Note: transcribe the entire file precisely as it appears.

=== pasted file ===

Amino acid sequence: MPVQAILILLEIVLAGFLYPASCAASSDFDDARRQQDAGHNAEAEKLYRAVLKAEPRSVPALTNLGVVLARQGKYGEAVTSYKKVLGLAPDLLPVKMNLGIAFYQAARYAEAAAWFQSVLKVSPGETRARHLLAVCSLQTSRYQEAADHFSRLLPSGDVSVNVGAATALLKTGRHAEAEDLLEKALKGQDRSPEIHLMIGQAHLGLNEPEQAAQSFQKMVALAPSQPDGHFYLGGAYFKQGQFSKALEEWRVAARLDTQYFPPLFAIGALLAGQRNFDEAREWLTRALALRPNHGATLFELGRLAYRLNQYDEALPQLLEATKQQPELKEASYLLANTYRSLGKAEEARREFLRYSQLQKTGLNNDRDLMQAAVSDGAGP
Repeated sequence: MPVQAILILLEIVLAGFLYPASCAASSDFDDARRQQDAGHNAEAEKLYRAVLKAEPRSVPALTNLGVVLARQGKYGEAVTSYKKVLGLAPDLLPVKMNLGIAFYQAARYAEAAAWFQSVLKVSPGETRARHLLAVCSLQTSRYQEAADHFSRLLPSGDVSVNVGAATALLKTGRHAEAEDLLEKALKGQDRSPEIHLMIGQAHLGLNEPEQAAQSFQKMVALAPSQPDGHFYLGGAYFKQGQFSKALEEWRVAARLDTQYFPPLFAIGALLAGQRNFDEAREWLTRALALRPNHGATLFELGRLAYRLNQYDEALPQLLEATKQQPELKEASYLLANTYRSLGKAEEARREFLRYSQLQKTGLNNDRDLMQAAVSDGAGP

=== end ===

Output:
Amino acid sequence: MPVQAILILLEIVLAGFLYPASCAASSDFDDARRQQDAGHNAEAEKLYRAVLKAEPRSVPALTNLGVVLARQGKYGEAVTSYKKVLGLAPDLLPVKMNLGIAFYQAARYAEAAAWFQSVLKVSPGETRARHLLAVCSLQTSRYQEAADHFSRLLPSGDVSVNVGAATALLKTGRHAEAEDLLEKALKGQDRSPEIHLMIGQAHLGLNEPEQAAQSFQKMVALAPSQPDGHFYLGGAYFKQGQFSKALEEWRVAARLDTQYFPPLFAIGALLAGQRNFDEAREWLTRALALRPNHGATLFELGRLAYRLNQYDEALPQLLEATKQQPELKEASYLLANTYRSLGKAEEARREFLRYSQLQKTGLNNDRDLMQAAVSDGAGP
Repeated sequence: MPVQAILILLEIVLAGFLYPASCAASSDFDDARRQQDAGHNAEAEKLYRAVLKAEPRSVPALTNLGVVLARQGKYGEAVTSYKKVLGLAPDLLPVKMNLGIAFYQAARYAEAAAWFQSVLKVSPGETRARHLLAVCSLQTSRYQEAADHFSRLLPSGDVSVNVGAATALLKTGRHAEAEDLLEKALKGQDRSPEIHLMIGQAHLGLNEPEQAAQSFQKMVALAPSQPDGHFYLGGAYFKQGQFSKALEEWRVAARLDTQYFPPLFAIGALLAGQRNFDEAREWLTRALALRPNHGATLFELGRLAYRLNQYDEALPQLLEATKQQPELKEASYLLANTYRSLGKAEEARREFLRYSQLQKTGLNNDRDLMQAAVSDGAGP